Repeated once again, this quote emphasizes the unique allure of hunting humans, which can leave a lasting impact and overshadow other pursuits in life.
17. “The only way to combat war is to show its horror and its reality.”
Hemingway advocates for exposing the true horrors of war as a means to discourage its occurrence, emphasizing the importance of bringing awareness to its devastating consequences.
18. “There is no hunting like the hunting of man, and those who have hunted armed men long enough and liked it, never really care for anything else thereafter.”
Reiterated once more, this quote underscores Hemingway’s belief that the experience of hunting humans can become addictive and overshadow all other pursuits.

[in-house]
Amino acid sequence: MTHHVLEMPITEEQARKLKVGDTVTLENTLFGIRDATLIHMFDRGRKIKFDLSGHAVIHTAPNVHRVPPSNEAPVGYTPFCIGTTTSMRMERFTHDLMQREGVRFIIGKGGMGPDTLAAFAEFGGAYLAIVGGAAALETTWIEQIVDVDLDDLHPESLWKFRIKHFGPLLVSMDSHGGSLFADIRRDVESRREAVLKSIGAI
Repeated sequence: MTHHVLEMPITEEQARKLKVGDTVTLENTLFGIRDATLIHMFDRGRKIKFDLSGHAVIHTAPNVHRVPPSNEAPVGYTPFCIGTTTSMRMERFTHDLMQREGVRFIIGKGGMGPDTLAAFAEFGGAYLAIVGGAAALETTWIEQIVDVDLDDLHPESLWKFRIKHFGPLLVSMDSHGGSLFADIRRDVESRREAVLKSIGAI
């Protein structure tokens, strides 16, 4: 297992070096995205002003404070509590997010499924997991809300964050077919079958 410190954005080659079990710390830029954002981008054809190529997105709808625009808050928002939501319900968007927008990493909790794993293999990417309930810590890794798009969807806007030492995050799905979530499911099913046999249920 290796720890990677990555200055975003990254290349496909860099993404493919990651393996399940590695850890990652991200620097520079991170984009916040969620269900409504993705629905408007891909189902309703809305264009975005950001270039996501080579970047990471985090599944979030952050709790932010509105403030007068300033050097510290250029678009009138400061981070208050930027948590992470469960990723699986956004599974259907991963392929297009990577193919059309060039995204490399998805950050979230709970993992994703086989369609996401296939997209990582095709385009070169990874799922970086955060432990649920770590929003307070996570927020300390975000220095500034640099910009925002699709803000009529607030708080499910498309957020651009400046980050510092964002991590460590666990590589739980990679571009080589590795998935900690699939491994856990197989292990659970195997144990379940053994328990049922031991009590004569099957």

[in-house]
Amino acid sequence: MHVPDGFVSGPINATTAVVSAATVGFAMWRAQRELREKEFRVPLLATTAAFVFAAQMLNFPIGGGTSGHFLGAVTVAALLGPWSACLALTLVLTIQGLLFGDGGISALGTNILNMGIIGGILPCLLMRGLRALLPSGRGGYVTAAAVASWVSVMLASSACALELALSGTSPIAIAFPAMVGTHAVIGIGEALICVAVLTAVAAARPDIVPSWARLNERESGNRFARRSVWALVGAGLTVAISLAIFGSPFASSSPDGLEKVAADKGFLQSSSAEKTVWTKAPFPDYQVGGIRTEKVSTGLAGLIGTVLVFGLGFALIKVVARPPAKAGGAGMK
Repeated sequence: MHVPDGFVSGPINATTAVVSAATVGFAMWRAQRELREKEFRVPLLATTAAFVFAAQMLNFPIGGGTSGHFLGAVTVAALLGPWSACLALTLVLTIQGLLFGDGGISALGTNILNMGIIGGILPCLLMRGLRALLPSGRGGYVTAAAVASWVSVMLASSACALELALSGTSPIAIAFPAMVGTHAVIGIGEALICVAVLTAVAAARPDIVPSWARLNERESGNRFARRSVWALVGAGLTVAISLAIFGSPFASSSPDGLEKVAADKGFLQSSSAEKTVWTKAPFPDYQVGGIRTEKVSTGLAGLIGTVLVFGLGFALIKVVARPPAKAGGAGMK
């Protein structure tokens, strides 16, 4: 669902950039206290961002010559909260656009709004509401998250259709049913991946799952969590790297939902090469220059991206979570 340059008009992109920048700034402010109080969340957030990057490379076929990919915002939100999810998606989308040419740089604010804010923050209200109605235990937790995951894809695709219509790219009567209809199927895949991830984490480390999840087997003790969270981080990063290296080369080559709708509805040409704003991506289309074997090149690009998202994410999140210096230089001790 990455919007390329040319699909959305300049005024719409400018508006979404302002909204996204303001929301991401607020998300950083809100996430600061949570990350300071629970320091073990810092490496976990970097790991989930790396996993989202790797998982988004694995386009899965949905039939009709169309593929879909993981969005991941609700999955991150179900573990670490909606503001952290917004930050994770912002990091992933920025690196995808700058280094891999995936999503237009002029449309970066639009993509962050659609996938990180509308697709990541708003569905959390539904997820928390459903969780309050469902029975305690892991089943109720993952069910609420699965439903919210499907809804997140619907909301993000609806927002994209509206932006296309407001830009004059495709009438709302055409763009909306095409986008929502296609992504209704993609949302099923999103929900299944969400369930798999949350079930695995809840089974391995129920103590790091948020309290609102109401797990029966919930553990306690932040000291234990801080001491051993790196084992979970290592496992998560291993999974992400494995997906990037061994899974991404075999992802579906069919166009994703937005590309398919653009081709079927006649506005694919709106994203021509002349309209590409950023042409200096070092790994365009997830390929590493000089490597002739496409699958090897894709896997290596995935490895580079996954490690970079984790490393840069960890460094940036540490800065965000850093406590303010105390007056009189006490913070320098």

19. “The world breaks everyone and afterward many are strong at the broken places. But those that will not break it kills. It kills the very good and the very gentle and the very brave impartially. If you are none of these you can be sure it will kill you too but there will be no special hurry.”
In this quote, Hemingway suggests that war indiscriminately destroys individuals, regardless of their virtues or strengths, emphasizing its unbiased nature when claiming lives.
20. “The first and greatest victory is to conquer yourself.”
Hemingway’s quote implies that true victory lies in mastering one’s own thoughts, emotions, and actions, suggesting that self-control is an essential aspect of personal growth and development.
21. “If people bring so much courage to this world the world has to kill them to break them, so of course, it kills them. The world breaks everyone and afterward, many are strong at the broken places.”